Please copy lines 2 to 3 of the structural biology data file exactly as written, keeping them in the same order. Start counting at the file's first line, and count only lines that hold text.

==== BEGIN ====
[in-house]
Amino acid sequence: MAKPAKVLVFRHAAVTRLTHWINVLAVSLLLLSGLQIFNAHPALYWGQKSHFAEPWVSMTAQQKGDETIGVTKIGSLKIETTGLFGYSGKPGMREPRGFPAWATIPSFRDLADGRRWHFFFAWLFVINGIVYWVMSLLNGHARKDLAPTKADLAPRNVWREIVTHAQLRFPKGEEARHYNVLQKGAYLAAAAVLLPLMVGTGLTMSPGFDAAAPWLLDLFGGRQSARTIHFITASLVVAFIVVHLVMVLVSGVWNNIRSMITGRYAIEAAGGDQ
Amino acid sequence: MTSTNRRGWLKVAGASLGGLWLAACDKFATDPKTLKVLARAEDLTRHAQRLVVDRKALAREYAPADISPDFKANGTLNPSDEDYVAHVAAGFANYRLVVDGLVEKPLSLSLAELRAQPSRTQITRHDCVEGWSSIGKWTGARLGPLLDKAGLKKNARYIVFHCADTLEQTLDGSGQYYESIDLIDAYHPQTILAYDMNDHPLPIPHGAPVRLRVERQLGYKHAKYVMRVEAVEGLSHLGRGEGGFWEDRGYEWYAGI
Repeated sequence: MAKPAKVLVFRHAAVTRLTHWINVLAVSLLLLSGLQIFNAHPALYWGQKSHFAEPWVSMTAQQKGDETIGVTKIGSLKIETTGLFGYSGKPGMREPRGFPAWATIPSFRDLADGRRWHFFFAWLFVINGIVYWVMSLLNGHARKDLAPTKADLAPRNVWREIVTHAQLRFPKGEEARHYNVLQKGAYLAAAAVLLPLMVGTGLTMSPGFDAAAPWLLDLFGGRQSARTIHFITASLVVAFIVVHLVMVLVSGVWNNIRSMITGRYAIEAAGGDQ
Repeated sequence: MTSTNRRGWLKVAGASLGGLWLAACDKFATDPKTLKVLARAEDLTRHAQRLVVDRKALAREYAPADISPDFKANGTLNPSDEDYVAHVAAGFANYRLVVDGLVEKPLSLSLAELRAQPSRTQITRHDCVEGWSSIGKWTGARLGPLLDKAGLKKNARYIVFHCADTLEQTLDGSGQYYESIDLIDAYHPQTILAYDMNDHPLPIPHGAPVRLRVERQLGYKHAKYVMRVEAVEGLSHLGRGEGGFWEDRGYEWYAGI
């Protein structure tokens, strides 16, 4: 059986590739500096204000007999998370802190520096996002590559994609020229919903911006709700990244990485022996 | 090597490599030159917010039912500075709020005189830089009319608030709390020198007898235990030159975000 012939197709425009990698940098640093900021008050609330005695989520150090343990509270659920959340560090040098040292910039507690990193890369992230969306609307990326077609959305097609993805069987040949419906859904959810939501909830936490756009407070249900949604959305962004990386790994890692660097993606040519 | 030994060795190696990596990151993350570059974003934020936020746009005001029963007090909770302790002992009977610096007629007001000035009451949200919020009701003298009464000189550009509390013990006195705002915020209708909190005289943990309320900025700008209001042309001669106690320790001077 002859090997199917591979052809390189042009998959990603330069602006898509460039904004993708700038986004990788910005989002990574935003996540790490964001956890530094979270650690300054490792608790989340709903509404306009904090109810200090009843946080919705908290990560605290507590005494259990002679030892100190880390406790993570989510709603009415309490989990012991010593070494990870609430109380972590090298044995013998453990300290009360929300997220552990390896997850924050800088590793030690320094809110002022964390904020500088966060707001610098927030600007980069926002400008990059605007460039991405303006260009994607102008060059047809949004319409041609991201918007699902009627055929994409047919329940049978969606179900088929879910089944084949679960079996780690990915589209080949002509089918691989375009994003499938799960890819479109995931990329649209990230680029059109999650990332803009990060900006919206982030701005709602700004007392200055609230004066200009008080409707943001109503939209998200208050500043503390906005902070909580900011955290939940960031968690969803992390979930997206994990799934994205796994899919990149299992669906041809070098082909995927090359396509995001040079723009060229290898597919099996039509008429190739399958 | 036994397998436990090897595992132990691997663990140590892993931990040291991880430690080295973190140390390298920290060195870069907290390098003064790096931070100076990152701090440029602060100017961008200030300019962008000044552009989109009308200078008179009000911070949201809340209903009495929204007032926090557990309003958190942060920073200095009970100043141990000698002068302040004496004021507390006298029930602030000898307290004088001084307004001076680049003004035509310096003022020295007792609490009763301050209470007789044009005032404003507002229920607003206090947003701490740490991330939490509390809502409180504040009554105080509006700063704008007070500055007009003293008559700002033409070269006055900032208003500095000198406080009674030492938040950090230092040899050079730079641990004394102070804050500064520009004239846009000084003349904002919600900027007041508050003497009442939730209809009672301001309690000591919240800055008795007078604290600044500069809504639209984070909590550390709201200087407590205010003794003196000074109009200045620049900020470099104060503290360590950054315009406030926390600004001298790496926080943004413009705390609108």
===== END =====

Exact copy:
Amino acid sequence: MAKPAKVLVFRHAAVTRLTHWINVLAVSLLLLSGLQIFNAHPALYWGQKSHFAEPWVSMTAQQKGDETIGVTKIGSLKIETTGLFGYSGKPGMREPRGFPAWATIPSFRDLADGRRWHFFFAWLFVINGIVYWVMSLLNGHARKDLAPTKADLAPRNVWREIVTHAQLRFPKGEEARHYNVLQKGAYLAAAAVLLPLMVGTGLTMSPGFDAAAPWLLDLFGGRQSARTIHFITASLVVAFIVVHLVMVLVSGVWNNIRSMITGRYAIEAAGGDQ
Amino acid sequence: MTSTNRRGWLKVAGASLGGLWLAACDKFATDPKTLKVLARAEDLTRHAQRLVVDRKALAREYAPADISPDFKANGTLNPSDEDYVAHVAAGFANYRLVVDGLVEKPLSLSLAELRAQPSRTQITRHDCVEGWSSIGKWTGARLGPLLDKAGLKKNARYIVFHCADTLEQTLDGSGQYYESIDLIDAYHPQTILAYDMNDHPLPIPHGAPVRLRVERQLGYKHAKYVMRVEAVEGLSHLGRGEGGFWEDRGYEWYAGI